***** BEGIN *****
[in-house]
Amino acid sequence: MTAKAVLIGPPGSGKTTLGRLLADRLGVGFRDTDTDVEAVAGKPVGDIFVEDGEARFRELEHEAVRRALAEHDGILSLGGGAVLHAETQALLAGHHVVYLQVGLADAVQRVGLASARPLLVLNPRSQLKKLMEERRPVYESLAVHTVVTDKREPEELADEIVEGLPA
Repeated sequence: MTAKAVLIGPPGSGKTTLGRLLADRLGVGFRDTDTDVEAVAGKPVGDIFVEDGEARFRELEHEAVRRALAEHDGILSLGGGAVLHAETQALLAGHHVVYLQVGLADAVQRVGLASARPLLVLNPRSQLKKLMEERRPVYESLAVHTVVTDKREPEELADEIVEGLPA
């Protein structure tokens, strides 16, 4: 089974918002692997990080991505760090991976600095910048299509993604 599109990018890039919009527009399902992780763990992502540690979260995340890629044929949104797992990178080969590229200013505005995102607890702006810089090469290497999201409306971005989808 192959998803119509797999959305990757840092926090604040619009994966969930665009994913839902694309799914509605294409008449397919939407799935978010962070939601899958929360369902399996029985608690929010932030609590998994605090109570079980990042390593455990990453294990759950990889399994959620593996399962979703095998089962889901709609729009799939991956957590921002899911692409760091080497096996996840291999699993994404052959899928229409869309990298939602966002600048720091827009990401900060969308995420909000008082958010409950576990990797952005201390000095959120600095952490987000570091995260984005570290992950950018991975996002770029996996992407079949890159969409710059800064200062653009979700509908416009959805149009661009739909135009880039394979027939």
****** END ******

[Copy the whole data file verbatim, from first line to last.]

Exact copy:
[in-house]
Amino acid sequence: MTAKAVLIGPPGSGKTTLGRLLADRLGVGFRDTDTDVEAVAGKPVGDIFVEDGEARFRELEHEAVRRALAEHDGILSLGGGAVLHAETQALLAGHHVVYLQVGLADAVQRVGLASARPLLVLNPRSQLKKLMEERRPVYESLAVHTVVTDKREPEELADEIVEGLPA
Repeated sequence: MTAKAVLIGPPGSGKTTLGRLLADRLGVGFRDTDTDVEAVAGKPVGDIFVEDGEARFRELEHEAVRRALAEHDGILSLGGGAVLHAETQALLAGHHVVYLQVGLADAVQRVGLASARPLLVLNPRSQLKKLMEERRPVYESLAVHTVVTDKREPEELADEIVEGLPA
């Protein structure tokens, strides 16, 4: 089974918002692997990080991505760090991976600095910048299509993604 599109990018890039919009527009399902992780763990992502540690979260995340890629044929949104797992990178080969590229200013505005995102607890702006810089090469290497999201409306971005989808 192959998803119509797999959305990757840092926090604040619009994966969930665009994913839902694309799914509605294409008449397919939407799935978010962070939601899958929360369902399996029985608690929010932030609590998994605090109570079980990042390593455990990453294990759950990889399994959620593996399962979703095998089962889901709609729009799939991956957590921002899911692409760091080497096996996840291999699993994404052959899928229409869309990298939602966002600048720091827009990401900060969308995420909000008082958010409950576990990797952005201390000095959120600095952490987000570091995260984005570290992950950018991975996002770029996996992407079949890159969409710059800064200062653009979700509908416009959805149009661009739909135009880039394979027939």